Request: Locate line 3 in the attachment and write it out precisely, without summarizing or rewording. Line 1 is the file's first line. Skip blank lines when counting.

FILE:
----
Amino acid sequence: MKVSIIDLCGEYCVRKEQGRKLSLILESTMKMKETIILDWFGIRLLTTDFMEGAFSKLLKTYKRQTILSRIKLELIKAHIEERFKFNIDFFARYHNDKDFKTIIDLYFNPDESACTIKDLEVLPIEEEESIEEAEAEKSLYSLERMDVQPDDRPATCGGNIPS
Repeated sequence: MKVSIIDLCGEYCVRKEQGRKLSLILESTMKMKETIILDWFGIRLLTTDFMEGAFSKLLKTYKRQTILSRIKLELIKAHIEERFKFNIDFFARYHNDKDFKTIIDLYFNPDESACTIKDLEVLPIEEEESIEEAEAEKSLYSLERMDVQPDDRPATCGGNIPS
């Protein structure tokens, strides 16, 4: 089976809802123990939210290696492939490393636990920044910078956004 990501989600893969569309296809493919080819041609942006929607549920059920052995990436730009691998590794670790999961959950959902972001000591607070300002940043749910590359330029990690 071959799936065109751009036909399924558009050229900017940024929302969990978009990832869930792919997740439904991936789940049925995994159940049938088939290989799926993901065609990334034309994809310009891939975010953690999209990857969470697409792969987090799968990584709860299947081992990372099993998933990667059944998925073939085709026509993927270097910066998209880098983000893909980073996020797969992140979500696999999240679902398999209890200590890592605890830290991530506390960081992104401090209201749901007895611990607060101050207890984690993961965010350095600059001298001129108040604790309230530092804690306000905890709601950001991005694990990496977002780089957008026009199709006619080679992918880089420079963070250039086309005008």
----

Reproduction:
């Protein structure tokens, strides 16, 4: 089976809802123990939210290696492939490393636990920044910078956004 990501989600893969569309296809493919080819041609942006929607549920059920052995990436730009691998590794670790999961959950959902972001000591607070300002940043749910590359330029990690 071959799936065109751009036909399924558009050229900017940024929302969990978009990832869930792919997740439904991936789940049925995994159940049938088939290989799926993901065609990334034309994809310009891939975010953690999209990857969470697409792969987090799968990584709860299947081992990372099993998933990667059944998925073939085709026509993927270097910066998209880098983000893909980073996020797969992140979500696999999240679902398999209890200590890592605890830290991530506390960081992104401090209201749901007895611990607060101050207890984690993961965010350095600059001298001129108040604790309230530092804690306000905890709601950001991005694990990496977002780089957008026009199709006619080679992918880089420079963070250039086309005008």